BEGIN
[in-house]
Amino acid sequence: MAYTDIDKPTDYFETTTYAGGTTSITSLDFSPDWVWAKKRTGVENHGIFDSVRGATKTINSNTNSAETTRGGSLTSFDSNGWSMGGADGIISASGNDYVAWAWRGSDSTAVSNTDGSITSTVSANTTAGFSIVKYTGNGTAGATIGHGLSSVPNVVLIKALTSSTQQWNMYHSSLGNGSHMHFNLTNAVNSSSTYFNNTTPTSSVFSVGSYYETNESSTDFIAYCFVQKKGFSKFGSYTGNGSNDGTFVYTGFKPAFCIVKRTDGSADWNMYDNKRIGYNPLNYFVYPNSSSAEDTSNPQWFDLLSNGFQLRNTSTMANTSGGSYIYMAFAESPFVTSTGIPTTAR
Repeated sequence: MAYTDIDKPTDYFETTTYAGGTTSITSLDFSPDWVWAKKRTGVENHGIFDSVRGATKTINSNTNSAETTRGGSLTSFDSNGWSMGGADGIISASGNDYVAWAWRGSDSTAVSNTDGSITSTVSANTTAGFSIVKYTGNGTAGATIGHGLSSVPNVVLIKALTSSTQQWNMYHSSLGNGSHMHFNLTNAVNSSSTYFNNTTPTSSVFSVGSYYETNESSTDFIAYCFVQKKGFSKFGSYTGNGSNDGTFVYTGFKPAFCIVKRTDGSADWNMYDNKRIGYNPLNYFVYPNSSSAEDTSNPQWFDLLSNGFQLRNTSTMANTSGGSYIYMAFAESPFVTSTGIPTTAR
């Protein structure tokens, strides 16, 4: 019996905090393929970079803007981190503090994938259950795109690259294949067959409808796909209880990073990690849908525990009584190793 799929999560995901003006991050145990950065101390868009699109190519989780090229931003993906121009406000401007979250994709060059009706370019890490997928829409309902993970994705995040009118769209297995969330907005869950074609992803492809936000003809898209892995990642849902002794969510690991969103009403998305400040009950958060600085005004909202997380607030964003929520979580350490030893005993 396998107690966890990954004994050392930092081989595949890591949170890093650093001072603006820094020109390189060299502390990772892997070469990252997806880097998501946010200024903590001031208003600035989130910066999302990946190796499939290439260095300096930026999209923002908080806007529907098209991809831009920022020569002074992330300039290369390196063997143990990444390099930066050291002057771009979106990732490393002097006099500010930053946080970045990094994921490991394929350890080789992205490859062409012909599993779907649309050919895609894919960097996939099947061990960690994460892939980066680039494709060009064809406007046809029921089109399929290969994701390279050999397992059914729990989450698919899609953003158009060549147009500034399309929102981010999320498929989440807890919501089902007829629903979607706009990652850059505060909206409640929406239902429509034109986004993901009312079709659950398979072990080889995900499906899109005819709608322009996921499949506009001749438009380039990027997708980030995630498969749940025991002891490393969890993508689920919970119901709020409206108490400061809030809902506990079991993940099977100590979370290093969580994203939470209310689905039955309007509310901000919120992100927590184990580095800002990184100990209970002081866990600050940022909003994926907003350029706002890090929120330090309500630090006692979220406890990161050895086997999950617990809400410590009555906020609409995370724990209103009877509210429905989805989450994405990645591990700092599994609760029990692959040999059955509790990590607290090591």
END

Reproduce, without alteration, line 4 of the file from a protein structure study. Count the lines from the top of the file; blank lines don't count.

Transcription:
């Protein structure tokens, strides 16, 4: 019996905090393929970079803007981190503090994938259950795109690259294949067959409808796909209880990073990690849908525990009584190793 799929999560995901003006991050145990950065101390868009699109190519989780090229931003993906121009406000401007979250994709060059009706370019890490997928829409309902993970994705995040009118769209297995969330907005869950074609992803492809936000003809898209892995990642849902002794969510690991969103009403998305400040009950958060600085005004909202997380607030964003929520979580350490030893005993 396998107690966890990954004994050392930092081989595949890591949170890093650093001072603006820094020109390189060299502390990772892997070469990252997806880097998501946010200024903590001031208003600035989130910066999302990946190796499939290439260095300096930026999209923002908080806007529907098209991809831009920022020569002074992330300039290369390196063997143990990444390099930066050291002057771009979106990732490393002097006099500010930053946080970045990094994921490991394929350890080789992205490859062409012909599993779907649309050919895609894919960097996939099947061990960690994460892939980066680039494709060009064809406007046809029921089109399929290969994701390279050999397992059914729990989450698919899609953003158009060549147009500034399309929102981010999320498929989440807890919501089902007829629903979607706009990652850059505060909206409640929406239902429509034109986004993901009312079709659950398979072990080889995900499906899109005819709608322009996921499949506009001749438009380039990027997708980030995630498969749940025991002891490393969890993508689920919970119901709020409206108490400061809030809902506990079991993940099977100590979370290093969580994203939470209310689905039955309007509310901000919120992100927590184990580095800002990184100990209970002081866990600050940022909003994926907003350029706002890090929120330090309500630090006692979220406890990161050895086997999950617990809400410590009555906020609409995370724990209103009877509210429905989805989450994405990645591990700092599994609760029990692959040999059955509790990590607290090591």